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Arts & Culture

Treefort Organizers Expect No Impact To Hospitals As Festival Opens This Week

rubblebucket_treefort_crowd_jd.jpg
James Dawson
/
Boise State Public Radio
People gather to hear Rubblebucket at Treefort's main stage in this 2019 file photo.

Organizers for Treefort Music Fest say they’re holding the safest event they can as hospitals fill up with COVID-19 patients.

All festival goers will need to show proof of vaccination or a negative COVID test to get into several indoor and outdoor venues in downtown Boise when it gets underway Wednesday. They’ll also be required to wear masks.

Eric Gilbert, one of Treefort’s co-founders, said he understands the pushback he’s received since the state authorized crisis standards of care for all hospitals last week.

But, “it’s not an all or nothing game,” Gilbert said. “It’s not the wild west or full shutdowns. That’s not the options that we should be considering at this point. We need to understand how to adapt.”

Hospital beds in the state are dwindling under a surge of COVID patients and healthcare leaders have urged organizers to cancel large events.

St. Luke’s executives said every bed in the hospital could be filled with a COVID patient by the end of the month during a press conference last week outlining the dire situation facing area hospitals. Dr. Steven Nemerson, Chief Clinical Officer for Saint Alphonsus was asked at the same press conference if large events were safe to attend.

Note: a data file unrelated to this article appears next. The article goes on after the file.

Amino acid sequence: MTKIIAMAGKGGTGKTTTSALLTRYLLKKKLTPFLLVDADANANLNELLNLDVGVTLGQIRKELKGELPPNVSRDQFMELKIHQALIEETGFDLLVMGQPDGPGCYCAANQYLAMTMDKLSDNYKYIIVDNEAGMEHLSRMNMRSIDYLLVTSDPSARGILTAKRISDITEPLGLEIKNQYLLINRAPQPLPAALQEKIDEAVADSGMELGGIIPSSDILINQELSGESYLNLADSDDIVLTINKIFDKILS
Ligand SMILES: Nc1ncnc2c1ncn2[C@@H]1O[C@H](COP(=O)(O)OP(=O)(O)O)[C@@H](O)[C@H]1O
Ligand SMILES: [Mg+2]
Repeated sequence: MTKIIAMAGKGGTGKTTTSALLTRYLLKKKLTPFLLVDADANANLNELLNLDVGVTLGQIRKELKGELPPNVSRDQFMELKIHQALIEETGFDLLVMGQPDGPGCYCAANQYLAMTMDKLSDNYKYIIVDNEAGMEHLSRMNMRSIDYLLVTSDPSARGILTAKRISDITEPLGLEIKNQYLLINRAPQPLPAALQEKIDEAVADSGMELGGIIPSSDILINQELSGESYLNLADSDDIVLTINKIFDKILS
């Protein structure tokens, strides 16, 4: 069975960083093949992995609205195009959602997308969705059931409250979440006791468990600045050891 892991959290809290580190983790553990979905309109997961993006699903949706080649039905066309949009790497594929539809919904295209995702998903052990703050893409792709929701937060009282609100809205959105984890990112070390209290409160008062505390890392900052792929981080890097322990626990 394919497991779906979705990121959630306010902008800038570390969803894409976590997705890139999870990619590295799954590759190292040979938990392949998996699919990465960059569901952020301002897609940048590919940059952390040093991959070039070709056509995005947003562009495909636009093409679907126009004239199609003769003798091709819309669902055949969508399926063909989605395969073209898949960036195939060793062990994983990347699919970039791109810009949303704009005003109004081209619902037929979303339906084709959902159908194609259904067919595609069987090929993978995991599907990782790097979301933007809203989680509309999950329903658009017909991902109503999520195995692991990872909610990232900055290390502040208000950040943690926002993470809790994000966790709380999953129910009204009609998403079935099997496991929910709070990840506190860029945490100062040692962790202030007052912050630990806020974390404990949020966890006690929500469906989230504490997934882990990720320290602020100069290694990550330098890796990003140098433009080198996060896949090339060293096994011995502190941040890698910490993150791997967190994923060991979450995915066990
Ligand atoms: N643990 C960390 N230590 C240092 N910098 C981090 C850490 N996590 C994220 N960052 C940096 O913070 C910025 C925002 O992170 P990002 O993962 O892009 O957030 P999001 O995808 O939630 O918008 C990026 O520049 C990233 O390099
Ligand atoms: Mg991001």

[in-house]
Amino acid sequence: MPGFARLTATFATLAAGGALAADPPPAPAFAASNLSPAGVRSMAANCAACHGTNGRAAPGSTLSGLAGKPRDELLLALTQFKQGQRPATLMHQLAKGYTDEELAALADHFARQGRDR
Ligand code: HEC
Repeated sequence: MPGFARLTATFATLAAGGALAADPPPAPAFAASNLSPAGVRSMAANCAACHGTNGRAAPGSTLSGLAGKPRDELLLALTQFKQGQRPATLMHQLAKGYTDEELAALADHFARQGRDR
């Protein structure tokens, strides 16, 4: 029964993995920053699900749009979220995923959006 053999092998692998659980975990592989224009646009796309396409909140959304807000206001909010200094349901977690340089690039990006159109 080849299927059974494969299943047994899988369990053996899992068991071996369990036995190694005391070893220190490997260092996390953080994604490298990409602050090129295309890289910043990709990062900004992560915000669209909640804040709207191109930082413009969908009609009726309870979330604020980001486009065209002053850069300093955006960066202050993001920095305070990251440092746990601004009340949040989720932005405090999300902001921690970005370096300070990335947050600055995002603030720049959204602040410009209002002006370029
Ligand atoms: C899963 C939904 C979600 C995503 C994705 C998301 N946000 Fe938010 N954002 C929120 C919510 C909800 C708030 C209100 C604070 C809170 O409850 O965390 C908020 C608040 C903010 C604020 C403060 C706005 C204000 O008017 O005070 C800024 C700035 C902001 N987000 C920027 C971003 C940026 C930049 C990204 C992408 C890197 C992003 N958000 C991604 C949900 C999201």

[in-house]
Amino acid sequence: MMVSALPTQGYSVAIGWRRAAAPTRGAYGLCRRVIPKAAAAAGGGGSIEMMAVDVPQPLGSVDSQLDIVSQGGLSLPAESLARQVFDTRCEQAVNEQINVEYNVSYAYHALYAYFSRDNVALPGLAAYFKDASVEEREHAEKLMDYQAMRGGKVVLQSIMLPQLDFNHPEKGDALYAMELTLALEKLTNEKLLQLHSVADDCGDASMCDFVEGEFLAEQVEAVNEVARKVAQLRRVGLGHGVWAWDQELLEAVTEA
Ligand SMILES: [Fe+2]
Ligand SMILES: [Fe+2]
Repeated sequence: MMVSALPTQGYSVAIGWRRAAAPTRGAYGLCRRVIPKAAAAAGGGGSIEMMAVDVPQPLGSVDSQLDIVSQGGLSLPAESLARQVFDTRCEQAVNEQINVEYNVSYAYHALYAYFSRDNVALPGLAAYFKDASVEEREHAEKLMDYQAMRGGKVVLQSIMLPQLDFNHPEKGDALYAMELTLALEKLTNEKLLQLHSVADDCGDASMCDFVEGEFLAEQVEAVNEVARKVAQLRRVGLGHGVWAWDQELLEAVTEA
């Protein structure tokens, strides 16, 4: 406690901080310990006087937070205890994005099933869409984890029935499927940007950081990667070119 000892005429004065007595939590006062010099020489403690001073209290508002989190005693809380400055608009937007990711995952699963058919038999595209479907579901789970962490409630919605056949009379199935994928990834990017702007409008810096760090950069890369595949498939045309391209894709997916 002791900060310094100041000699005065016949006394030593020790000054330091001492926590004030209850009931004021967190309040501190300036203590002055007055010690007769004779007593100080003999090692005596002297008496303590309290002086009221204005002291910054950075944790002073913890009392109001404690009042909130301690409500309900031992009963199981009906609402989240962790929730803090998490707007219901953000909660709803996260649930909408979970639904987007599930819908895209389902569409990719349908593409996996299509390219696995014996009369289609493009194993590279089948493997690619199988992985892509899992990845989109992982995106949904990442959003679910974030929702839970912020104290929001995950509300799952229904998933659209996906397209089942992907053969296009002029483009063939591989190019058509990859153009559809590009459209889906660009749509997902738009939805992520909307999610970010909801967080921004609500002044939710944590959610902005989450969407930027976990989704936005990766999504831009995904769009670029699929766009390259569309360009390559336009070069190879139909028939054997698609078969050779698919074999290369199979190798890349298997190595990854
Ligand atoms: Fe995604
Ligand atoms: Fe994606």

“The short answer is no, it’s not safe to have those events, but we don’t know that we can change the trajectory,” Nemerson said.

In authorizing crisis standards of care for the entire state last week, Idaho health officials will let hospitals ration care. Surgeries to prevent certain cancers from metastasizing or procedures to fix injuries that aren’t life-threatening have been cancelled.

St. Luke’s executives said they’re sending patients who normally would’ve been admitted to the hospital home to recover instead.

Gilbert points to Treefort’s vaccination policy as a way to mitigate serious spread of the coronavirus. A popup vaccination clinic will be available, as well as rapid testing – all for free.

Nearly all ICU patients admitted at St. Luke’s with COVID-19 are unvaccinated. Fully vaccinated people are much less likely to need hospital care if they do experience a breakthrough case.

About 200 COVID-19 cases were linked to the music festival Lollapalooza in Chicago this summer out of 385,000 fans. That festival also required attendees to show proof of vaccination or a recent negative test to get in, though it was largely outside.

Gilbert also said people have rarely gotten hurt at Treefort in the past. No one has been sent to the ICU from Treefort before, he said, and he doesn’t expect emergency rooms will be pushed to the limit with festival goers.

By halting ticket sales, Gilbert expects a 30% drop in attendance. Two years ago, the festival counted about 24,000 people attending shows over five days. Organizers expect a loss to the balance sheet this year by putting on the event, with Gilbert saying it's "not some sort of money grab."

If they scrap the festival, he said it would be a big blow to people who follow public health guidelines along with other ripple effects.

“It could potentially do more harm than good in the sense that it sends the wrong message that vaccines don’t work or masks don’t work.”

Treefort Music Fest Kicks off Wednesday and runs through Sunday.

Follow James Dawson on Twitter @RadioDawson for more local news.

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